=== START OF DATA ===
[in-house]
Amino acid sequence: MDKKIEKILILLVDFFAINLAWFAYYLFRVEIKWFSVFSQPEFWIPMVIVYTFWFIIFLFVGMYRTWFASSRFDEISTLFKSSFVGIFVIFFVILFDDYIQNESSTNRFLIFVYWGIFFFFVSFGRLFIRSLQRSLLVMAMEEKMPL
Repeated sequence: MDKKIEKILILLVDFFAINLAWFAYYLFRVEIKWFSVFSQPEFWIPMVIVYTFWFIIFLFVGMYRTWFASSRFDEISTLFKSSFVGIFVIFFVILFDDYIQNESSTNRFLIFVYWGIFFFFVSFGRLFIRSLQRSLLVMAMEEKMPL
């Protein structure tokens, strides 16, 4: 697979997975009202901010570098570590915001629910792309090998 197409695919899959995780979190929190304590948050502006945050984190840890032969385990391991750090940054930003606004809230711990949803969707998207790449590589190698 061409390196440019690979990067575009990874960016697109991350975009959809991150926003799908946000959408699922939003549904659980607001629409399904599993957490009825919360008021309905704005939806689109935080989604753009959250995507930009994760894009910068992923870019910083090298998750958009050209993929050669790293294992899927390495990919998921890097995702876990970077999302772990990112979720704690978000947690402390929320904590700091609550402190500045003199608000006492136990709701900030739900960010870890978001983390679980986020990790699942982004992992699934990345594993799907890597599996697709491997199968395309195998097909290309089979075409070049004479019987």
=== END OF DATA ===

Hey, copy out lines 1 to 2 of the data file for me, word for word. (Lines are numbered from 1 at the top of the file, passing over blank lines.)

[in-house]
Amino acid sequence: MDKKIEKILILLVDFFAINLAWFAYYLFRVEIKWFSVFSQPEFWIPMVIVYTFWFIIFLFVGMYRTWFASSRFDEISTLFKSSFVGIFVIFFVILFDDYIQNESSTNRFLIFVYWGIFFFFVSFGRLFIRSLQRSLLVMAMEEKMPL